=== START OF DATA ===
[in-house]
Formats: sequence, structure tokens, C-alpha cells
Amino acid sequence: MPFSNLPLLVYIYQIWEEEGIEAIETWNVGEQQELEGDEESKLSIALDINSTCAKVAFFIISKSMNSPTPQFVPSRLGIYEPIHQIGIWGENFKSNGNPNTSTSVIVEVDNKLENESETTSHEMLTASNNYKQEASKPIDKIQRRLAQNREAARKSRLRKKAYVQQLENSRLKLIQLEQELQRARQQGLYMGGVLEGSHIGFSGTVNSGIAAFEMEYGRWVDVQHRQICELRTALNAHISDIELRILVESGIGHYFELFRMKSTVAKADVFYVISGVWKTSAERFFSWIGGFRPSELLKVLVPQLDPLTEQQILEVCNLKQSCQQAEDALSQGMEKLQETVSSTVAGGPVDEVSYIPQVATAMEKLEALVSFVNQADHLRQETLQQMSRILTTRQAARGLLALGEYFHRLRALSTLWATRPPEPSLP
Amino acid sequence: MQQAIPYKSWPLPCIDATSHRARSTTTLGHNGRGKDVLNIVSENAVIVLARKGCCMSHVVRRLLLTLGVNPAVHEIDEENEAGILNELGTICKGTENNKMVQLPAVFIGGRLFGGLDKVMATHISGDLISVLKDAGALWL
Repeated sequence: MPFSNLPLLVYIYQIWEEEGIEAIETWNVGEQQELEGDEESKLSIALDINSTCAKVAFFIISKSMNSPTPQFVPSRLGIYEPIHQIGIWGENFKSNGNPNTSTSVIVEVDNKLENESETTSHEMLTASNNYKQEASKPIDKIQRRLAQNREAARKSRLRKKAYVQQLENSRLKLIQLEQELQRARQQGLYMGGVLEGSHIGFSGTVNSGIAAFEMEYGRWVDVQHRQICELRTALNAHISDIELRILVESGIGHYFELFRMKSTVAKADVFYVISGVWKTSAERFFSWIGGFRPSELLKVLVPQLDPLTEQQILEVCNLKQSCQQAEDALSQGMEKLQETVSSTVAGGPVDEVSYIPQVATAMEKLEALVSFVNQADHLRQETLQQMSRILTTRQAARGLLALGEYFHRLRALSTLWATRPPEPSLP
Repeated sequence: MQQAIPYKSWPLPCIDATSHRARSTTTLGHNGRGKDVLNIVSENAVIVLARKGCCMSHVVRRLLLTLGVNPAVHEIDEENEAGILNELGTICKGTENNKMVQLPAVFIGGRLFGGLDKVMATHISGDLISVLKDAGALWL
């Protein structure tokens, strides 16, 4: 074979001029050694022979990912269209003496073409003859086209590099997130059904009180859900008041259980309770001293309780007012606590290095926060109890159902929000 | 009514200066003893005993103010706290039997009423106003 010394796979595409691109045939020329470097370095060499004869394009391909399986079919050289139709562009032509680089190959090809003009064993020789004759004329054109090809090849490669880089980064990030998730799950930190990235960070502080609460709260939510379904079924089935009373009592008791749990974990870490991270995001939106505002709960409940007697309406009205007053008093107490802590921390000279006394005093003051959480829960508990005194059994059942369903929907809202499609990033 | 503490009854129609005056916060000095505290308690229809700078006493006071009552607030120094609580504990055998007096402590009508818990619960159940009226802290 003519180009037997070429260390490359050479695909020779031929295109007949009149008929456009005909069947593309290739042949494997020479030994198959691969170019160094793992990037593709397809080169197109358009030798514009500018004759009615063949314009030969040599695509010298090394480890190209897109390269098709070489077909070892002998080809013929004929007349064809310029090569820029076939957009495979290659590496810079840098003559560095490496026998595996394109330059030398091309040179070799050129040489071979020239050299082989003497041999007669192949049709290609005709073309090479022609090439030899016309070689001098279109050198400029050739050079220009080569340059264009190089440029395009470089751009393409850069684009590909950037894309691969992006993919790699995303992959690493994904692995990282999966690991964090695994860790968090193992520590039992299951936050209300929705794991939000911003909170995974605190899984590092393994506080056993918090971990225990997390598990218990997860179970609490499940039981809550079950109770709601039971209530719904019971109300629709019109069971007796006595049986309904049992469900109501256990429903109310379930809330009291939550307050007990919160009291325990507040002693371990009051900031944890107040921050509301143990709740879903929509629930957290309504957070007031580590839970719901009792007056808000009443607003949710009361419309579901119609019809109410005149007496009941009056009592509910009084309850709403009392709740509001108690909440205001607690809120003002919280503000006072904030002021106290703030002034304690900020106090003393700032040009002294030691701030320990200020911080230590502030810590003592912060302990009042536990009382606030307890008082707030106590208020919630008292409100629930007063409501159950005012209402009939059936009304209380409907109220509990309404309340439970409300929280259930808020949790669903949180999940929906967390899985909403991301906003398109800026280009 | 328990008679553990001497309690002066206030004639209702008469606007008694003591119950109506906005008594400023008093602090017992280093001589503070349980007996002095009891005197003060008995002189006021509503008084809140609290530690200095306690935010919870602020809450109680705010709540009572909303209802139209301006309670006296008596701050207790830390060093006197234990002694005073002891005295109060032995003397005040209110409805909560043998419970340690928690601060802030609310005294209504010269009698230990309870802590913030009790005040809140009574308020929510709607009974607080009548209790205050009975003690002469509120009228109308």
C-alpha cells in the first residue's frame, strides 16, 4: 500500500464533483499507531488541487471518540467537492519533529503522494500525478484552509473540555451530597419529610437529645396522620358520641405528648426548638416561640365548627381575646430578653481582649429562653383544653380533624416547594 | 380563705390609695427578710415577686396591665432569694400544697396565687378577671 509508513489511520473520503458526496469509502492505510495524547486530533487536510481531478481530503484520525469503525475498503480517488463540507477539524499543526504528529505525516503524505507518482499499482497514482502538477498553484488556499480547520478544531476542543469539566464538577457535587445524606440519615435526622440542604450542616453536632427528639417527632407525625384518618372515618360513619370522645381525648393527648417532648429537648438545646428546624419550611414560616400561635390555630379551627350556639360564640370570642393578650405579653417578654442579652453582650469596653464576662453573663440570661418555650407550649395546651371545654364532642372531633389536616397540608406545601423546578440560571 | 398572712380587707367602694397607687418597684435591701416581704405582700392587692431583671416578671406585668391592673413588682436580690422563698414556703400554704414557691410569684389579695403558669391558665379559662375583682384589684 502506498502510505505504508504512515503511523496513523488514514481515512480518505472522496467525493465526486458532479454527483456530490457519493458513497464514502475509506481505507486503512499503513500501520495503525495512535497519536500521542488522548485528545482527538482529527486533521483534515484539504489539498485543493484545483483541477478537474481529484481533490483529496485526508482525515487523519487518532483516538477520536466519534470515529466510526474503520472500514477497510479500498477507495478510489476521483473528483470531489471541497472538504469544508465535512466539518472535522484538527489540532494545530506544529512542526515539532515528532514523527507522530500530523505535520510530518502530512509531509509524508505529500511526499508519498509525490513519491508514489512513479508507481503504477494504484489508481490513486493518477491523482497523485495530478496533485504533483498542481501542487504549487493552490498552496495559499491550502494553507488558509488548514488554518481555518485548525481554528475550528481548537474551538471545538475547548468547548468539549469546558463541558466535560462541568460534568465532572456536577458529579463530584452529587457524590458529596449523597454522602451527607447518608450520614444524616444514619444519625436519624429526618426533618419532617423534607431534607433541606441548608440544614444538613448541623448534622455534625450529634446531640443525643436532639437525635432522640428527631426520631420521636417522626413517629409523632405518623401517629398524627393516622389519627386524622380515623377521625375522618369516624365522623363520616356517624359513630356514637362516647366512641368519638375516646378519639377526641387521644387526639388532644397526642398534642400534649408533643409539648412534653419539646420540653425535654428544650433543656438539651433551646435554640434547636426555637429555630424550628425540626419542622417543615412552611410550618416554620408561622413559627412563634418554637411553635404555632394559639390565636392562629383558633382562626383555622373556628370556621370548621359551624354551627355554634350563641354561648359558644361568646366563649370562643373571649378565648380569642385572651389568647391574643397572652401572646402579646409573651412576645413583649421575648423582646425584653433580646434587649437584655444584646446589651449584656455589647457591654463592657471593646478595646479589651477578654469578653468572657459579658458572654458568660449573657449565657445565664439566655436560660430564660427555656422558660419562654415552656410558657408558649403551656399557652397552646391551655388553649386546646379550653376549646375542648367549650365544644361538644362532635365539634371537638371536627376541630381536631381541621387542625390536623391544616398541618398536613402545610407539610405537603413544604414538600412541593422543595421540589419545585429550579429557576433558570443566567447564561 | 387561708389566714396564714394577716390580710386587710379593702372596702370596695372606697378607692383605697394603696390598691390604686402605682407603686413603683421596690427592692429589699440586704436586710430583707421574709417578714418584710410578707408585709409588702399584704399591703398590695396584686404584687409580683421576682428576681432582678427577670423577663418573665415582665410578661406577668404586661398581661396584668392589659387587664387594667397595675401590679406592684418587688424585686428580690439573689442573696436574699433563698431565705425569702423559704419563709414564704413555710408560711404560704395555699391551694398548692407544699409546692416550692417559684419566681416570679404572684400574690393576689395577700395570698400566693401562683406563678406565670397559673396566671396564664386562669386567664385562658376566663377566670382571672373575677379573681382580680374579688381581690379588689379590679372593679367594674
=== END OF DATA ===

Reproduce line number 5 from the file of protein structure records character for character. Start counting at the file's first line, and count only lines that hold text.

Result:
Repeated sequence: MPFSNLPLLVYIYQIWEEEGIEAIETWNVGEQQELEGDEESKLSIALDINSTCAKVAFFIISKSMNSPTPQFVPSRLGIYEPIHQIGIWGENFKSNGNPNTSTSVIVEVDNKLENESETTSHEMLTASNNYKQEASKPIDKIQRRLAQNREAARKSRLRKKAYVQQLENSRLKLIQLEQELQRARQQGLYMGGVLEGSHIGFSGTVNSGIAAFEMEYGRWVDVQHRQICELRTALNAHISDIELRILVESGIGHYFELFRMKSTVAKADVFYVISGVWKTSAERFFSWIGGFRPSELLKVLVPQLDPLTEQQILEVCNLKQSCQQAEDALSQGMEKLQETVSSTVAGGPVDEVSYIPQVATAMEKLEALVSFVNQADHLRQETLQQMSRILTTRQAARGLLALGEYFHRLRALSTLWATRPPEPSLP